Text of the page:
Trout Mask Replica and the albums that followed were part of a transition that would bring Van Vliet full circle to what he had always known deep inside was his destiny. In viewing some of his post-Beefheart paintings recently, that becomes clearer to me; the man is a bold Expressionist, and I regret not having observed that part of his character on a deeper level. While I initially didn’t care for his painting any more than I did his music, I always appreciated the quality of his work, and I have come to like his paintings very much over time.

An essay on the Lowe Gallery website says:

His music fans were, of course, heartbroken. Even though they had known he was a self-taught painter all along – many of his best album covers were created by Van Vliet – they never imagined such a complete change of medium. They were also, rightfully, afraid for their hero because the art world is fraught with former athletes, rock stars, or actors who have taken up painting in the hopes of cashing in on their notability. This was not, however, to be the case with Van Vliet because, unbeknownst to his fans, he was considered a visual arts prodigy long before his fame as a musician.

Here the essayist nails it. Van Vliet’s change of medium as an artist was not from music to fine art, but visa-versa; he had always been a painter and sculptor, music was always the distraction. It just so happened that it was an ingenious distraction. However, it was all visual art for Don Van Vliet.

His dabbling in the idea of producing me in the character of the “25th Century Quaker” convinced me of this rather early. The idea was literally to form a pop art Monkees, a scripted avant-garde band that would in a sense be a parody on modern rock and roll. Even that, I thought at the time, was ingenious. To some degree the B-52s did the same thing later.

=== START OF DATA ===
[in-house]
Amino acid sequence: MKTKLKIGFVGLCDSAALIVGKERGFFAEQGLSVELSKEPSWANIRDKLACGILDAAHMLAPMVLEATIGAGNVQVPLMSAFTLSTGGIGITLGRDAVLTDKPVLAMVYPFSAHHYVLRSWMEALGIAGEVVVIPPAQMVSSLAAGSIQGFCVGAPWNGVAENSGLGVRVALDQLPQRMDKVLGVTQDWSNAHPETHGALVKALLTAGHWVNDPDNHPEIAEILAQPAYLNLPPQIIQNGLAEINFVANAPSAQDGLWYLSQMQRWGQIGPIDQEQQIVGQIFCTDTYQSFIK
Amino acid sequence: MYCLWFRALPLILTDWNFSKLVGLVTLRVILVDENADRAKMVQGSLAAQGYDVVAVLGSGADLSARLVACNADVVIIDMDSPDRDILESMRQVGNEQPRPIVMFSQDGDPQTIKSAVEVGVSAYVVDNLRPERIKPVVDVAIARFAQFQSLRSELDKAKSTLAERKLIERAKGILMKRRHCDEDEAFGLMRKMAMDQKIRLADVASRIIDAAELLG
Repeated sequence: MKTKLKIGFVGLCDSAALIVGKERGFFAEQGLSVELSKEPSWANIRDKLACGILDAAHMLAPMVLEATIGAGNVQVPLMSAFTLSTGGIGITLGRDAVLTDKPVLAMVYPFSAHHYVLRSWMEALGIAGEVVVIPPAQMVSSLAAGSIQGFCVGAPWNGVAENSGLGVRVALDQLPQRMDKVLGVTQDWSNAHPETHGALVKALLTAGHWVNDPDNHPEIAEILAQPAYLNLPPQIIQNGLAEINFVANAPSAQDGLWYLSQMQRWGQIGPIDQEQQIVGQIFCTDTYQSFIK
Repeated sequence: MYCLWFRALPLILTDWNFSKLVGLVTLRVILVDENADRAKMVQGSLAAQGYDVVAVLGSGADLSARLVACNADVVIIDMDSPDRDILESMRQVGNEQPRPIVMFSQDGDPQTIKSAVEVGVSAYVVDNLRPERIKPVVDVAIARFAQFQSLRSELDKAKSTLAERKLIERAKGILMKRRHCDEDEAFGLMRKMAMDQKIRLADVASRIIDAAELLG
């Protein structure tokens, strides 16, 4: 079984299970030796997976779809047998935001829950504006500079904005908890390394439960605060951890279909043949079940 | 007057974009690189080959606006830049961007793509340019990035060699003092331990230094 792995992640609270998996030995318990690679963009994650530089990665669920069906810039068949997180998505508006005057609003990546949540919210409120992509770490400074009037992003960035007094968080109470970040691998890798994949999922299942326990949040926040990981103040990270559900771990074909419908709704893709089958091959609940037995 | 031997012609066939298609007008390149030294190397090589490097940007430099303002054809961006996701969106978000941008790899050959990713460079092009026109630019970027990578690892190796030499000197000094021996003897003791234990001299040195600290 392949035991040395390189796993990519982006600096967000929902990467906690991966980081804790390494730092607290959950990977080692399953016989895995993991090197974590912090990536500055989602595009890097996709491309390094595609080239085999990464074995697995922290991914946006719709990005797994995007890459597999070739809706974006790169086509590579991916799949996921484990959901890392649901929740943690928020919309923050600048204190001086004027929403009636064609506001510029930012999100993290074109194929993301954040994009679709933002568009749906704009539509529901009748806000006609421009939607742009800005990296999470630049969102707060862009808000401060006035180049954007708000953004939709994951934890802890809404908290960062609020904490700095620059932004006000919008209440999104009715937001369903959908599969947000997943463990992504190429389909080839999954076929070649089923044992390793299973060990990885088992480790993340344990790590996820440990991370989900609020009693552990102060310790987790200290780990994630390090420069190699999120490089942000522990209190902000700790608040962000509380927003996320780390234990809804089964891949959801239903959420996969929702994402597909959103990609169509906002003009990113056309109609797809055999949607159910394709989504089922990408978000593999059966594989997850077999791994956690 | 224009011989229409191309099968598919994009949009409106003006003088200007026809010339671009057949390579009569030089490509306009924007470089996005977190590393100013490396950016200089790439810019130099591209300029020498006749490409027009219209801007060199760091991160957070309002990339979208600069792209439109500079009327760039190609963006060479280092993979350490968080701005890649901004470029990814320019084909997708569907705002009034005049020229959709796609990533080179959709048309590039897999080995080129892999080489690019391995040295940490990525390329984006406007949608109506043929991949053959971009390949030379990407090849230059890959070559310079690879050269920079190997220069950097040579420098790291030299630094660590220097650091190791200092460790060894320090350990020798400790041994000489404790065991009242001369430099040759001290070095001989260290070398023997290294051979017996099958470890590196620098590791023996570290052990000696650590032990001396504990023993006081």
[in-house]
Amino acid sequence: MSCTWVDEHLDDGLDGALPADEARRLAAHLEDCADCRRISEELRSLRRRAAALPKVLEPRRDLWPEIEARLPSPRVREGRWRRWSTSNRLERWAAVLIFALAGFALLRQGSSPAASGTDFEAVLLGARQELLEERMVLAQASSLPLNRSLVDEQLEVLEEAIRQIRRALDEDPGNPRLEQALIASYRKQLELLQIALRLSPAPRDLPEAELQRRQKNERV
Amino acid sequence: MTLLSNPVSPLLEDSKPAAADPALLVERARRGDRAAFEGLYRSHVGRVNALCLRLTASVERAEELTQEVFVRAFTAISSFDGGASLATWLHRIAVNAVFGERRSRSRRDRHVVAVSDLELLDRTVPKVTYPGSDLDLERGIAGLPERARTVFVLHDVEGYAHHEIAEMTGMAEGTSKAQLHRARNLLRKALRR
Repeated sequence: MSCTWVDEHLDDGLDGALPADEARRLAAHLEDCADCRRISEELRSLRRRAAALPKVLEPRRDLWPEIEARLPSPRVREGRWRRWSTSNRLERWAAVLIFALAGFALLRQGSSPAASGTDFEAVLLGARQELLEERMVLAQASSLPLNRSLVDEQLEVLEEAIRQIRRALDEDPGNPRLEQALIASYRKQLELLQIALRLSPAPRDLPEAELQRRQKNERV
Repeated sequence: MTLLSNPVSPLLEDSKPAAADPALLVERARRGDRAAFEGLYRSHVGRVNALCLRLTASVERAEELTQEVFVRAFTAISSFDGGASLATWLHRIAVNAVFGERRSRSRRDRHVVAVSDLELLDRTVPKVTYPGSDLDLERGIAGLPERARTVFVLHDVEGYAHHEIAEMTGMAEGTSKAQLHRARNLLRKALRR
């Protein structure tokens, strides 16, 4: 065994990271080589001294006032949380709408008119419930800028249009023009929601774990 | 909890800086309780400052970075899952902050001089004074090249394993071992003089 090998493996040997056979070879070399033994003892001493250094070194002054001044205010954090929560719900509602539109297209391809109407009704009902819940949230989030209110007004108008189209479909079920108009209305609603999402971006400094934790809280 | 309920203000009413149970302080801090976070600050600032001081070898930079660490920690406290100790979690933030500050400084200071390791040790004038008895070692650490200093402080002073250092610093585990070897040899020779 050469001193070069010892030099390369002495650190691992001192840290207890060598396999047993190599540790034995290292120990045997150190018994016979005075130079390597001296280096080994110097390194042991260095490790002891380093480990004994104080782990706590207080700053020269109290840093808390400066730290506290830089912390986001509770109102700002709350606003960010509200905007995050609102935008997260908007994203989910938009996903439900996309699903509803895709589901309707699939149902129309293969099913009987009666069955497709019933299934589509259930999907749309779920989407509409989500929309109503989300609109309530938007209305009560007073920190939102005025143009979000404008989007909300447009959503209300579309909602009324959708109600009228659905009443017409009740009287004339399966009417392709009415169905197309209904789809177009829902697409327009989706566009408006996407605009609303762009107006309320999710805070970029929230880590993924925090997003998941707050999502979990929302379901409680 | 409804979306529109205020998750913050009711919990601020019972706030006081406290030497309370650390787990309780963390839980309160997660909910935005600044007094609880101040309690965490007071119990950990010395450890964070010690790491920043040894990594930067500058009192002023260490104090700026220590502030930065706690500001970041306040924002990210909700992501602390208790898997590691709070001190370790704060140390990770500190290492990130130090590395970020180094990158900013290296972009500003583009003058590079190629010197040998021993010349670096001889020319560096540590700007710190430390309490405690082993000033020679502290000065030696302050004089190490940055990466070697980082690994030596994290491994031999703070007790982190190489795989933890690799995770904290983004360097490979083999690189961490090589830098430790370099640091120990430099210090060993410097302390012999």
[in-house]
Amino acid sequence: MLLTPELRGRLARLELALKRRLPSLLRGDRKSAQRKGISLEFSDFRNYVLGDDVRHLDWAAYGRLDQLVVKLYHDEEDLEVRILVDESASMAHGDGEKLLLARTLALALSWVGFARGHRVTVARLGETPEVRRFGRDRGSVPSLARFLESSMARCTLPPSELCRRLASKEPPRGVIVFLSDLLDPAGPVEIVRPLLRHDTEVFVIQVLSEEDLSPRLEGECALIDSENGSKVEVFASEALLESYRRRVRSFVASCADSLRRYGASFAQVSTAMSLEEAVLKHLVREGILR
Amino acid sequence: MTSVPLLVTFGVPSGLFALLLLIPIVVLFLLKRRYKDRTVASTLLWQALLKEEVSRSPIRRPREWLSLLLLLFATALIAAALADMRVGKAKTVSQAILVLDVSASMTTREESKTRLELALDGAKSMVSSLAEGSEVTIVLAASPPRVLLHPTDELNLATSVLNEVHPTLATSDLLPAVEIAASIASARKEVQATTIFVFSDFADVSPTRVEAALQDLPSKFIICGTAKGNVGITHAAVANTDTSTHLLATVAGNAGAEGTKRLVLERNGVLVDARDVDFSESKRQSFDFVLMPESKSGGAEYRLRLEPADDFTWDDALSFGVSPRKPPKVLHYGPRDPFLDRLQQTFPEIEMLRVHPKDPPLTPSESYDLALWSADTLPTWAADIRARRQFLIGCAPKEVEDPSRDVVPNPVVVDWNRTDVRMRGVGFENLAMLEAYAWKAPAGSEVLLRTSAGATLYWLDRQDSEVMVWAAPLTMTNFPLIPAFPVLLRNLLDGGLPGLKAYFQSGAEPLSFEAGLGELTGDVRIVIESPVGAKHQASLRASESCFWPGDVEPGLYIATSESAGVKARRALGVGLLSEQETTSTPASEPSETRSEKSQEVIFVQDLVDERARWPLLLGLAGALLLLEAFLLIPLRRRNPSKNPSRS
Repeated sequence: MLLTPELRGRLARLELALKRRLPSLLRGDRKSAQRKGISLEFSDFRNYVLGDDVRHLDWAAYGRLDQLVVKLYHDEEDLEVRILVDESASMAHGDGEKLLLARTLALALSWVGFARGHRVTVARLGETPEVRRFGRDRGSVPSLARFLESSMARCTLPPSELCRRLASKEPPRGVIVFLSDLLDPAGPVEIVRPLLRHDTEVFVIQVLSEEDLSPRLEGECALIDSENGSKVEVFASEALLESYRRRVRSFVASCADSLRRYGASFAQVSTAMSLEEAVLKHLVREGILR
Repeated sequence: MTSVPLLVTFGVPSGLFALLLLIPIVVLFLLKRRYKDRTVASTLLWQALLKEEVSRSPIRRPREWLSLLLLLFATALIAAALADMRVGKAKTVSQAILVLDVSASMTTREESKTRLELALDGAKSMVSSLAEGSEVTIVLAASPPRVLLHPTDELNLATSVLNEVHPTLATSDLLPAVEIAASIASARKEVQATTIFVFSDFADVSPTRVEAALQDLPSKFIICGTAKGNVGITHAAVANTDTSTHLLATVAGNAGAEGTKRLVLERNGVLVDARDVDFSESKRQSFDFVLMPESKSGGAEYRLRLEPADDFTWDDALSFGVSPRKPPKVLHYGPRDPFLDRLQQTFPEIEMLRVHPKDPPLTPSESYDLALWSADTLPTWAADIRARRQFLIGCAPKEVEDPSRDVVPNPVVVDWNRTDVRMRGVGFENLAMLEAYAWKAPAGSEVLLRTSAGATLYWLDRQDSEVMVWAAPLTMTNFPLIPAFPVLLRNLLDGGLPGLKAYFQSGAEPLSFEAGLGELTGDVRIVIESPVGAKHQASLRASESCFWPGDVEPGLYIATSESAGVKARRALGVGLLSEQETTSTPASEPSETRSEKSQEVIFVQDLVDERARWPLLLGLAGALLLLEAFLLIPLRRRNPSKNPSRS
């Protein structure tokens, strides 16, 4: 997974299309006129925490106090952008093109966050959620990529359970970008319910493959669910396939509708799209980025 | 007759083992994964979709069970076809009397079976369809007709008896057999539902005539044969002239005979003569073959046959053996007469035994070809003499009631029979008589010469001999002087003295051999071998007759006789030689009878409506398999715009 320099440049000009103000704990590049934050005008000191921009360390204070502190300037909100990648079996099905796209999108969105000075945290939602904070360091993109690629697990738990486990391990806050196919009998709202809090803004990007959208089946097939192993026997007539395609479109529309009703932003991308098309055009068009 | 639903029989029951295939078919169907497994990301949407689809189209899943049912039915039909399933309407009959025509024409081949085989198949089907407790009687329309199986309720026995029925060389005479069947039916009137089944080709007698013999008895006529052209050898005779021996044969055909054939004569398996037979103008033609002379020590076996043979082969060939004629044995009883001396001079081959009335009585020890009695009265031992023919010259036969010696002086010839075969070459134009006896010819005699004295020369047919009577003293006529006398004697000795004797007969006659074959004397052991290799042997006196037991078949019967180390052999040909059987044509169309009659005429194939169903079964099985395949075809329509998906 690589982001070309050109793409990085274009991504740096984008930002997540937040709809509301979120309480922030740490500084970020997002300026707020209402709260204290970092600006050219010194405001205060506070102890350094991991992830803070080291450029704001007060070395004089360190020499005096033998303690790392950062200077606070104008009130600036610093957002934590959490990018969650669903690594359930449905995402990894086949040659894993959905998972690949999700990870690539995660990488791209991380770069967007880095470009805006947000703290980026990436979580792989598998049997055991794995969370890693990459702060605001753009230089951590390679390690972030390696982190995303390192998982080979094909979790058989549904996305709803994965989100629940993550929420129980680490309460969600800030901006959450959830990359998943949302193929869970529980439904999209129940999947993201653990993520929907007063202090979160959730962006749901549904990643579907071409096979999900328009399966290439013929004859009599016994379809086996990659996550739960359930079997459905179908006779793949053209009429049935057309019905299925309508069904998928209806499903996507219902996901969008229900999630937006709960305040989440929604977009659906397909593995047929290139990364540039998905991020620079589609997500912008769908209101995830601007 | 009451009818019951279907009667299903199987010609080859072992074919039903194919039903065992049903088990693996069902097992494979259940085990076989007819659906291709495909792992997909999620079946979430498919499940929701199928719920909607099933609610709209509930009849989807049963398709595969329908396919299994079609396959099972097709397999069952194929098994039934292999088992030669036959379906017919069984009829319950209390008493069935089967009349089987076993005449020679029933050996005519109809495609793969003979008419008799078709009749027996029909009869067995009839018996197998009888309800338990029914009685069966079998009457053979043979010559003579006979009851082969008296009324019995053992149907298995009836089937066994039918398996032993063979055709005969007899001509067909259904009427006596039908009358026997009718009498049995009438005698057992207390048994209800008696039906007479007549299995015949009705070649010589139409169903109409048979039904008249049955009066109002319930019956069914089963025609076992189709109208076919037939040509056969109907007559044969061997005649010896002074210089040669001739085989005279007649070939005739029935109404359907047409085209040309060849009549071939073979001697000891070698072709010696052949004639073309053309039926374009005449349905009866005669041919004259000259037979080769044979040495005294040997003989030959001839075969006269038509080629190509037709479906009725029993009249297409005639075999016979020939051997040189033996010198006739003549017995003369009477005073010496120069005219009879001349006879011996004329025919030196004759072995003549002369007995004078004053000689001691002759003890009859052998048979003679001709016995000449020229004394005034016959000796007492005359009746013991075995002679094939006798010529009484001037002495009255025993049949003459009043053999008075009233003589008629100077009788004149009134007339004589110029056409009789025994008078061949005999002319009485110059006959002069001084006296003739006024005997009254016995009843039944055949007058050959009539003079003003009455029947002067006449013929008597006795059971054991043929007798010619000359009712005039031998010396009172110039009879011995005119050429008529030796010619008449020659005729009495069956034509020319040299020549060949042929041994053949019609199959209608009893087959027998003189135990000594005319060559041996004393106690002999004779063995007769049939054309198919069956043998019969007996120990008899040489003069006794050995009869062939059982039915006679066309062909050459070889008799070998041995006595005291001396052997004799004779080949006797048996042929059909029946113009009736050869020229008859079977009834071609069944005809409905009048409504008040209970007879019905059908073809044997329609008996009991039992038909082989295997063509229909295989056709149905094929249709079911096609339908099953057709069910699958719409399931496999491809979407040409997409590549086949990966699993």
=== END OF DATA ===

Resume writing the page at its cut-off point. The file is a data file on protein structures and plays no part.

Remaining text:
Former Beefheart drummer John “Drumbo” French and I once had a friendly disagreement while discussing this, when I expressed my opinion that Van Vliet was a genius. John contradicted me, leaning toward the thought that Don had a certain musical genius but was not a true genius. In that regard I think that John was standing too close to the picture. Don Van Vliet is in my opinion one of the great artistic geniuses of our time, and, as is the case with many artists, he excelled in more than one form. In the end it may have been a matter of subjectivity but I don’t think so.

Captain Beefheart was, almost from the beginning, performance art for Don, meaning stage art, as though he intended every performance to be a theatrical production. In fairness to French, the tumult that occurred in the creation and rehearing of the album Trout Mask Replica had to be an overwhelming experience, and it was my impression that for many of the members of the Magic Band it became a defining factor in their assessment of the man.

My one visit to the TMR house, which I will relate in a later instalment, was my greatest disappointment with my old friend, but I never once considered that he was not the same Don I had always known. Contrarily, I had had glimpses of this “mad artist” many times over the years, and as disappointed as I was, I believe that even at the time I understood what I was seeing. Don was slinging paint; he was in the “Automatic Method”. And when that happened it was time to either sign up or get out of Dodge.

Next time I will discuss the events leading up to my visit to the house on Ensenada Drive during the rehearsal for Van Vliet’s pivotal opus, Trout Mask Replica.

Read the other articles in the series: